Raina Telgemeier is the Children’s Laureate of Graphic Novels. Her books are the bestselling graphic novels in America because they matter to children. Guts is her latest and continues her streak of stories that explore childhood fears and anxieties.
Guts is about stomach trouble and fear of illness. It starts with young Raina and her mother getting food poisoning and puking their guts out. Even though they get better, Raina develops massive anxiety about stomach problems, about puking and all the messy bodily functions. She’s terrified this is her new normal, that it’ll turn her into a social pariah in school. Her sister trolls her mercilessly because she just loves to torture her. Her friends tease her in school. She’s afraid nothing will ever be normal again and she could get sick at any moment. She’s afraid of eating foods she associates with sickness.
How Raina Telegemeier Works Her Magic
The way Raina Telgemeier tells a story, there is no separation between Young Raina and you the reader. You are her. As Raina, you suffer every fear, every drop of paranoia, every phobia. Raina is afraid everyone at school will think she’s a freak. You are led by the hand through every stage of her fears as she moves toward understanding her own fears. Like Raina, you will emerge through that crucible and understand the feelings of the other kids, including the one who tormented you because she’s coping with her own problems that are beyond just a fear. A Raina Telgemeier book is an empathy machine that knows how you feel and teaches you how to move your way through your feelings into a greater understanding. She knows life is tough and she’s here to show you how it’s going to be okay.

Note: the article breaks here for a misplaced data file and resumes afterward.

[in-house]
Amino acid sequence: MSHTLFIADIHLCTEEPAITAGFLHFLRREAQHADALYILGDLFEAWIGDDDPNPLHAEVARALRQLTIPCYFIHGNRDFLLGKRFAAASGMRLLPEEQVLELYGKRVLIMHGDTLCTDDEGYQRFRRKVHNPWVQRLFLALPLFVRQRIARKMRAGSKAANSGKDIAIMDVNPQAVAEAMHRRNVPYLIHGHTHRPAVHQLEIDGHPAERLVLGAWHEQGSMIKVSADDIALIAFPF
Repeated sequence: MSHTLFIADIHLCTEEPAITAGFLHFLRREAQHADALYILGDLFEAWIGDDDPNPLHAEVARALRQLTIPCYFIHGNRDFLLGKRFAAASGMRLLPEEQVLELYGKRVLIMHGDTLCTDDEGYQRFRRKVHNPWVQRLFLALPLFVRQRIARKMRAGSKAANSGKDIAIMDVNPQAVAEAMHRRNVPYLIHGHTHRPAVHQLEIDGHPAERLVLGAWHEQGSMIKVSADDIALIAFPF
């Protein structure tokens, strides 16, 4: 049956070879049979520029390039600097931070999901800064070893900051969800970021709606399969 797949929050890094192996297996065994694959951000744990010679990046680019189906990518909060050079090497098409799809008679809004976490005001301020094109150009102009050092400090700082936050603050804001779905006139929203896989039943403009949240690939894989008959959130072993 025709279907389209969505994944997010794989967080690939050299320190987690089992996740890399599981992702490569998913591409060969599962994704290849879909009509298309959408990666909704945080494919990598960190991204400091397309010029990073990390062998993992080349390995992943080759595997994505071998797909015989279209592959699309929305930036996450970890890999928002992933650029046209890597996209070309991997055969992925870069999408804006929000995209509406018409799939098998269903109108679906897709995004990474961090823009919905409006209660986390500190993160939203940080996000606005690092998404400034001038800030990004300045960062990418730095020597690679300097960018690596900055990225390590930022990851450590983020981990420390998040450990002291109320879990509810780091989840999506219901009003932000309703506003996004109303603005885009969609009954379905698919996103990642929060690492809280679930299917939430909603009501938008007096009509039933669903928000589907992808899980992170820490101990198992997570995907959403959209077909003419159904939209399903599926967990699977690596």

I’ve witnessed how deeply children love Raina Telgemeier’s books and it’s easy to see why. There’s nothing fake or cynical about her stories. Kids can tell that she gets them. She knows what’s in their heads and how it feels to be them because she was one of them. She remembers what it was like when life was weird and unpredictable and everything felt like life or death. When her publisher’s PR person and editor gave me an advance reader’s copy so I could write this review, they asked me to hide it because any kids who saw it would go nuts for it. That was no exaggeration. We were at a signing and the kids there were already geeking out over her previous books Drama, Sisters and Smile. These are books they treasure and Guts will soon join the list.
Guts is published by Scholastic Books and now available from bookstores.